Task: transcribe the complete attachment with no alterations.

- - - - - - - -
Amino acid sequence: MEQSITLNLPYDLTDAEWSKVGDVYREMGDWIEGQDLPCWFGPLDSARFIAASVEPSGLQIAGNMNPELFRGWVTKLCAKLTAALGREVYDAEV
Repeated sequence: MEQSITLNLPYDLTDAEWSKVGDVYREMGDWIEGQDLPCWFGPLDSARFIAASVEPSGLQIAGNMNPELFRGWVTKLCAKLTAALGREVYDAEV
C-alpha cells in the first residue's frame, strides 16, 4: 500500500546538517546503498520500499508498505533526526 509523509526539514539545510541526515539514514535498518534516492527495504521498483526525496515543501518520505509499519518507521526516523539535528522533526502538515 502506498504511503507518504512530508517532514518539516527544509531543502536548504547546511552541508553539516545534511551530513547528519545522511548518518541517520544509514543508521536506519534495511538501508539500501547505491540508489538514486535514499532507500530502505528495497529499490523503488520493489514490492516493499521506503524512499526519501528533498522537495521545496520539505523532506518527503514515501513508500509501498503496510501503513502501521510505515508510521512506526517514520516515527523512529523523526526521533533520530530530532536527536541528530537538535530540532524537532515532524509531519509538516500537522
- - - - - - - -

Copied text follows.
Amino acid sequence: MEQSITLNLPYDLTDAEWSKVGDVYREMGDWIEGQDLPCWFGPLDSARFIAASVEPSGLQIAGNMNPELFRGWVTKLCAKLTAALGREVYDAEV
Repeated sequence: MEQSITLNLPYDLTDAEWSKVGDVYREMGDWIEGQDLPCWFGPLDSARFIAASVEPSGLQIAGNMNPELFRGWVTKLCAKLTAALGREVYDAEV
C-alpha cells in the first residue's frame, strides 16, 4: 500500500546538517546503498520500499508498505533526526 509523509526539514539545510541526515539514514535498518534516492527495504521498483526525496515543501518520505509499519518507521526516523539535528522533526502538515 502506498504511503507518504512530508517532514518539516527544509531543502536548504547546511552541508553539516545534511551530513547528519545522511548518518541517520544509514543508521536506519534495511538501508539500501547505491540508489538514486535514499532507500530502505528495497529499490523503488520493489514490492516493499521506503524512499526519501528533498522537495521545496520539505523532506518527503514515501513508500509501498503496510501503513502501521510505515508510521512506526517514520516515527523512529523523526526521533533520530530530532536527536541528530537538535530540532524537532515532524509531519509538516500537522